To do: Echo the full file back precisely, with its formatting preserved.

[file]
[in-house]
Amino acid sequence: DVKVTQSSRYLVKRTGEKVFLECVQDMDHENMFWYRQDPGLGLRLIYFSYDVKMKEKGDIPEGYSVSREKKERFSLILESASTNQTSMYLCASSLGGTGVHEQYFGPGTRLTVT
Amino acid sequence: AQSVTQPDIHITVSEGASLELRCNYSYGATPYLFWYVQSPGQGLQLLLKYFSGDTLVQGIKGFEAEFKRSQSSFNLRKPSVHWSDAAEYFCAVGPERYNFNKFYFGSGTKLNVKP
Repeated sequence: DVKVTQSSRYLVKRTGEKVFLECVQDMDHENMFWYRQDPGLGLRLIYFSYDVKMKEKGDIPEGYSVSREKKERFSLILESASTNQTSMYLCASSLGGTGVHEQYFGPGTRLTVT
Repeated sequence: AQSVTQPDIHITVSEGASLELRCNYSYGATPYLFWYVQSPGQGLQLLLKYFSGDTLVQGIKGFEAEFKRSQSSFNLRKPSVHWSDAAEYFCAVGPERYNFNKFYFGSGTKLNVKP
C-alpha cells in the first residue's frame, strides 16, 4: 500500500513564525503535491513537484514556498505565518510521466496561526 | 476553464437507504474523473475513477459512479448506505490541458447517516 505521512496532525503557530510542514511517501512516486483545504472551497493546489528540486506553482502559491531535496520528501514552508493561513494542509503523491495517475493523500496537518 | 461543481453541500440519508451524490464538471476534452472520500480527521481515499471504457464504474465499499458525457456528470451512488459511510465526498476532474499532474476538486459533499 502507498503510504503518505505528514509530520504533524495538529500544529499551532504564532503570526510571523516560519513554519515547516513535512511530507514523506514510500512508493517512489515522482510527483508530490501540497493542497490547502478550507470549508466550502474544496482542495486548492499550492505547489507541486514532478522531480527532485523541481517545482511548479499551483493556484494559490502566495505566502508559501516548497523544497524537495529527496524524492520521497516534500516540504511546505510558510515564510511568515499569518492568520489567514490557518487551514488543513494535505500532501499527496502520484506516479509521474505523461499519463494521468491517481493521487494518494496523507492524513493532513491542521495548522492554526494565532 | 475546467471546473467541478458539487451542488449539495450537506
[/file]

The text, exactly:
[in-house]
Amino acid sequence: DVKVTQSSRYLVKRTGEKVFLECVQDMDHENMFWYRQDPGLGLRLIYFSYDVKMKEKGDIPEGYSVSREKKERFSLILESASTNQTSMYLCASSLGGTGVHEQYFGPGTRLTVT
Amino acid sequence: AQSVTQPDIHITVSEGASLELRCNYSYGATPYLFWYVQSPGQGLQLLLKYFSGDTLVQGIKGFEAEFKRSQSSFNLRKPSVHWSDAAEYFCAVGPERYNFNKFYFGSGTKLNVKP
Repeated sequence: DVKVTQSSRYLVKRTGEKVFLECVQDMDHENMFWYRQDPGLGLRLIYFSYDVKMKEKGDIPEGYSVSREKKERFSLILESASTNQTSMYLCASSLGGTGVHEQYFGPGTRLTVT
Repeated sequence: AQSVTQPDIHITVSEGASLELRCNYSYGATPYLFWYVQSPGQGLQLLLKYFSGDTLVQGIKGFEAEFKRSQSSFNLRKPSVHWSDAAEYFCAVGPERYNFNKFYFGSGTKLNVKP
C-alpha cells in the first residue's frame, strides 16, 4: 500500500513564525503535491513537484514556498505565518510521466496561526 | 476553464437507504474523473475513477459512479448506505490541458447517516 505521512496532525503557530510542514511517501512516486483545504472551497493546489528540486506553482502559491531535496520528501514552508493561513494542509503523491495517475493523500496537518 | 461543481453541500440519508451524490464538471476534452472520500480527521481515499471504457464504474465499499458525457456528470451512488459511510465526498476532474499532474476538486459533499 502507498503510504503518505505528514509530520504533524495538529500544529499551532504564532503570526510571523516560519513554519515547516513535512511530507514523506514510500512508493517512489515522482510527483508530490501540497493542497490547502478550507470549508466550502474544496482542495486548492499550492505547489507541486514532478522531480527532485523541481517545482511548479499551483493556484494559490502566495505566502508559501516548497523544497524537495529527496524524492520521497516534500516540504511546505510558510515564510511568515499569518492568520489567514490557518487551514488543513494535505500532501499527496502520484506516479509521474505523461499519463494521468491517481493521487494518494496523507492524513493532513491542521495548522492554526494565532 | 475546467471546473467541478458539487451542488449539495450537506